Slips, trips, and falls remain the bane of Ontario workplaces and a Ministry of Labour (MOL) priority. Why? Check the numbers: almost 12,000 lost time injury claims are filed annually, or 32 claims per day, at a direct benefit claim cost to employers of more than $73 million.
How can employers get a better handle on these injuries and costs as the MOL embarks on this year's slips, trips and falls blitz, from October 2 to November 24? WSPS consultant Patricia Kriz offers suggestions, as well as thoughts on why workplaces may be blind to hazards in plain sight.
2016 blitz results: what inspectors were looking for
Last year, MOL inspectors visited 1,254 workplaces, checking to see whether employers had
- policies and programs to protect workers from slips, trips and falls,
- implemented safe housekeeping procedures,
- developed safe work practices, which were being followed,
- assessed ladders, mobile stands, and platforms for risks,
- trained workers on how to prevent injuries and deaths from falls,
- looked at ergonomic factors, such as carrying objects that obstruct views and might lead to slips, trips, and falls.
By the end of the blitz, MOL inspectors had issued 4,416 orders, including 162 stop work orders.
Opening our eyes to hazards
"I think we've identified the big hazards when it comes to slips, trips and falls - falling from a ladder or platform, working near an unguarded edge, icy and slippery surfaces - and they have become obvious to us," says Patricia. "As a result, we may have become complacent about less obvious hazards." Patricia points to these three areas:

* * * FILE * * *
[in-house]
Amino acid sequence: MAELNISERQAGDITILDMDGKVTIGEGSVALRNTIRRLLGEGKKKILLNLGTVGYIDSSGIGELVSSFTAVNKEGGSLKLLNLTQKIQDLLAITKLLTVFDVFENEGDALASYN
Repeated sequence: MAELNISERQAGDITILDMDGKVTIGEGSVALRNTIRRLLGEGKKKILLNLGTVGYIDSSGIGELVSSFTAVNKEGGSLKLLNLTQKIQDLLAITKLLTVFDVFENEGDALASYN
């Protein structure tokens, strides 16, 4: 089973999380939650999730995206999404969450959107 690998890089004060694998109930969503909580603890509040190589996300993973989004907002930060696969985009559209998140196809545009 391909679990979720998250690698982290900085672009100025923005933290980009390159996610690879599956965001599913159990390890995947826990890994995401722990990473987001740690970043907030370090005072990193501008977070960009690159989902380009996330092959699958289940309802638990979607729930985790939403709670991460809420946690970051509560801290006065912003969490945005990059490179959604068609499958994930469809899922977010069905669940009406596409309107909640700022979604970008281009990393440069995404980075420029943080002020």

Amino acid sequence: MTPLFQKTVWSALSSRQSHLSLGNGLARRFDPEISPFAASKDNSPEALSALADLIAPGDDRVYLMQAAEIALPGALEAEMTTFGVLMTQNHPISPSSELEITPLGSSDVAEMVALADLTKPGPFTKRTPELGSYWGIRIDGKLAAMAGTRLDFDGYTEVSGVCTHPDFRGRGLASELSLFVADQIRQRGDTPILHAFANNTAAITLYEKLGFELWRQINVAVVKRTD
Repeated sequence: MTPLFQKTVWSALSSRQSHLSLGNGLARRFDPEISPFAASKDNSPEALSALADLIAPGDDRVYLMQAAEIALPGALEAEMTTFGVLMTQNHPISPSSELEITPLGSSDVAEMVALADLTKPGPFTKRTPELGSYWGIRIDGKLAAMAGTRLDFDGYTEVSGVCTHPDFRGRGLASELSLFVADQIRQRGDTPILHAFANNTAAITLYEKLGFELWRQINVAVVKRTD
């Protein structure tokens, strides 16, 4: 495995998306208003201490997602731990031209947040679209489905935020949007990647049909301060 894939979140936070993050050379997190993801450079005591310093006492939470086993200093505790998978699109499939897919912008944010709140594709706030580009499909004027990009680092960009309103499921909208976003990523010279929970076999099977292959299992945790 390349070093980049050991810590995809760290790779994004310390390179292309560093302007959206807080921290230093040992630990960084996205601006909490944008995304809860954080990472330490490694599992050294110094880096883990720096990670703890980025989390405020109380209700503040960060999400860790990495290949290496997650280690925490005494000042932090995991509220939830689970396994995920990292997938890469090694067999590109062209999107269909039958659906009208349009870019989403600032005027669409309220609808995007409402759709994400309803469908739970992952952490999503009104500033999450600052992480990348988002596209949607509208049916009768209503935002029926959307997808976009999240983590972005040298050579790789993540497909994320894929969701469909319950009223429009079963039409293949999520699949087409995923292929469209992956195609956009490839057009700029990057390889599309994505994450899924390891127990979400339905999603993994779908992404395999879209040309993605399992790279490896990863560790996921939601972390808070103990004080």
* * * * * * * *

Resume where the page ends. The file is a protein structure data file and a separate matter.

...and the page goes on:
- Housekeeping. "Sometimes we miss hazards that may be right in front of us because we're looking elsewhere. In a retail setting, for instance, clothing and hangers may slip from the racks. In industry, there may be a waste pile of material cutoffs waiting for recycle. But both of these are trip hazards. Our inventory could be the actual hazard if it's not being stored properly or put away." Patricia's advice: "When identifying hazards, think like an inspector and consider everything in the work environment."
- Infrequent tasks. "Quick-fix" repair work and maintenance can pop up anytime, says Patricia, but for these small fixes there may be no written procedures on how to deal with them. "For instance, workers may need to get on top of machinery or equipment, which is slippery or uneven, and put themselves at risk of slipping and falling. Or a worker using a portable ladder to access a light fixture or dust at height may overreach and tip the ladder." Patricia's advice: "Step back a minute and look at all the what-ifs."
- Ladders. Most falls are from heights of less than three metres, says Patricia, and ladders are frequently a factor. "Do we actually need to use the ladder or is there another way to do the task at ground level? Or is there a safer way of accessing the work at height, such as a rolling ladder, scaffold or aerial platform?" Patricia's advice: "Make sure you are using the right equipment for the job."
How WSPS can help
- Check out our slip, trip and fall resource page, where you can learn about and access
- a 2-hour on-site awareness session on slips, trips, and falls
- free downloads, including guidelines, an infographic poster, articles, and more
- Check out our fall prevention training in multiple topics and formats, including e-course, and classroom and onsite training.
- Speak to our on-duty consultant about how we can help you develop a slips, trips, and falls prevention program: 1-877-494-WSPS (9777).